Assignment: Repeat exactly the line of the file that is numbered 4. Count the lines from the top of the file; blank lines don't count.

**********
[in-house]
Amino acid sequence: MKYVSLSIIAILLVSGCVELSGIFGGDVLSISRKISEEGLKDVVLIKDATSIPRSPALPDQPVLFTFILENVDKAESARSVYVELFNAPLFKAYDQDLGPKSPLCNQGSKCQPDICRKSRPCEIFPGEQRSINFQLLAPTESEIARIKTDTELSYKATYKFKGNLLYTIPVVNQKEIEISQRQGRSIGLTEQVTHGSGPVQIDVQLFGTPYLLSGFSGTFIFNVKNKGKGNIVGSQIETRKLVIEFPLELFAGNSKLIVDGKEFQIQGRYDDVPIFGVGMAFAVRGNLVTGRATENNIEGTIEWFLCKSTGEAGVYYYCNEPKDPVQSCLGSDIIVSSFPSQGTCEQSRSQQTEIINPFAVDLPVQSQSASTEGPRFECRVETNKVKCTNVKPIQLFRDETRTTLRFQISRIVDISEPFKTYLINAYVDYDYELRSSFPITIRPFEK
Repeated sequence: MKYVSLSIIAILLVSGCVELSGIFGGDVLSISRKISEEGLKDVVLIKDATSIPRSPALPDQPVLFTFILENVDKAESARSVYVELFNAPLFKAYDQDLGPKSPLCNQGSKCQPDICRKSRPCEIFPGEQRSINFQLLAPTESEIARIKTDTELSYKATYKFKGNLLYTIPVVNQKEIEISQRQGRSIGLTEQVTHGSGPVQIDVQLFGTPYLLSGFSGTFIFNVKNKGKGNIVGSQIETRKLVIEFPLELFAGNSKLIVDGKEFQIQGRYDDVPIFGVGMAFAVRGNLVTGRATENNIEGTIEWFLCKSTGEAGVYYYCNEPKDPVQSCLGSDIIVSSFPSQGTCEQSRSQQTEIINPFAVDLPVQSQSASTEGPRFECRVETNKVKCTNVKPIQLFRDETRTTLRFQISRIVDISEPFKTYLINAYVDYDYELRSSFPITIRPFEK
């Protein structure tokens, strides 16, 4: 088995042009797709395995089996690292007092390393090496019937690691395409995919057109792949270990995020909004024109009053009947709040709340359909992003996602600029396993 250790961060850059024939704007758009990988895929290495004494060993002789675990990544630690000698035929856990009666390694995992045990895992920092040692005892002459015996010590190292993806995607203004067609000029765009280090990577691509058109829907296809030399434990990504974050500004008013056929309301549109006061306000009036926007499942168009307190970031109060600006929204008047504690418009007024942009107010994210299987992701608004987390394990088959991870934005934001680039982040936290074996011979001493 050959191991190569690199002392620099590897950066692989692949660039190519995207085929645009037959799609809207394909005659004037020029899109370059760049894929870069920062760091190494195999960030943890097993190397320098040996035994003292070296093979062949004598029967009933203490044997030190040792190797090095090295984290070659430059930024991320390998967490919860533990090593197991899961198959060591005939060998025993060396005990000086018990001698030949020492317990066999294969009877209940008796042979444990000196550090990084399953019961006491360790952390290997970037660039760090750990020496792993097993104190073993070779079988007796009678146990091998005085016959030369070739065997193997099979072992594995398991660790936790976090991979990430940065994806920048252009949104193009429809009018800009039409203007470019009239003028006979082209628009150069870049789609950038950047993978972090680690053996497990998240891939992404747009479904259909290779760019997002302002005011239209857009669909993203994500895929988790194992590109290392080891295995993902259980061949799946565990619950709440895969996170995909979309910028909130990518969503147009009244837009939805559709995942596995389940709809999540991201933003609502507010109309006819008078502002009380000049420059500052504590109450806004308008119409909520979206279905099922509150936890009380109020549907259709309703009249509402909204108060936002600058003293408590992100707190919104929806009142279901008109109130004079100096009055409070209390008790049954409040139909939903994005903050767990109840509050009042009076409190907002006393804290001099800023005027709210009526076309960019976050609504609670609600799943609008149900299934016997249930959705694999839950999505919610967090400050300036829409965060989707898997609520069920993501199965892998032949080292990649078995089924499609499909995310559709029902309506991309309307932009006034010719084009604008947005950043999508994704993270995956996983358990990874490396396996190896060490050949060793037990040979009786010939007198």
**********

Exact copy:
């Protein structure tokens, strides 16, 4: 088995042009797709395995089996690292007092390393090496019937690691395409995919057109792949270990995020909004024109009053009947709040709340359909992003996602600029396993 250790961060850059024939704007758009990988895929290495004494060993002789675990990544630690000698035929856990009666390694995992045990895992920092040692005892002459015996010590190292993806995607203004067609000029765009280090990577691509058109829907296809030399434990990504974050500004008013056929309301549109006061306000009036926007499942168009307190970031109060600006929204008047504690418009007024942009107010994210299987992701608004987390394990088959991870934005934001680039982040936290074996011979001493 050959191991190569690199002392620099590897950066692989692949660039190519995207085929645009037959799609809207394909005659004037020029899109370059760049894929870069920062760091190494195999960030943890097993190397320098040996035994003292070296093979062949004598029967009933203490044997030190040792190797090095090295984290070659430059930024991320390998967490919860533990090593197991899961198959060591005939060998025993060396005990000086018990001698030949020492317990066999294969009877209940008796042979444990000196550090990084399953019961006491360790952390290997970037660039760090750990020496792993097993104190073993070779079988007796009678146990091998005085016959030369070739065997193997099979072992594995398991660790936790976090991979990430940065994806920048252009949104193009429809009018800009039409203007470019009239003028006979082209628009150069870049789609950038950047993978972090680690053996497990998240891939992404747009479904259909290779760019997002302002005011239209857009669909993203994500895929988790194992590109290392080891295995993902259980061949799946565990619950709440895969996170995909979309910028909130990518969503147009009244837009939805559709995942596995389940709809999540991201933003609502507010109309006819008078502002009380000049420059500052504590109450806004308008119409909520979206279905099922509150936890009380109020549907259709309703009249509402909204108060936002600058003293408590992100707190919104929806009142279901008109109130004079100096009055409070209390008790049954409040139909939903994005903050767990109840509050009042009076409190907002006393804290001099800023005027709210009526076309960019976050609504609670609600799943609008149900299934016997249930959705694999839950999505919610967090400050300036829409965060989707898997609520069920993501199965892998032949080292990649078995089924499609499909995310559709029902309506991309309307932009006034010719084009604008947005950043999508994704993270995956996983358990990874490396396996190896060490050949060793037990040979009786010939007198």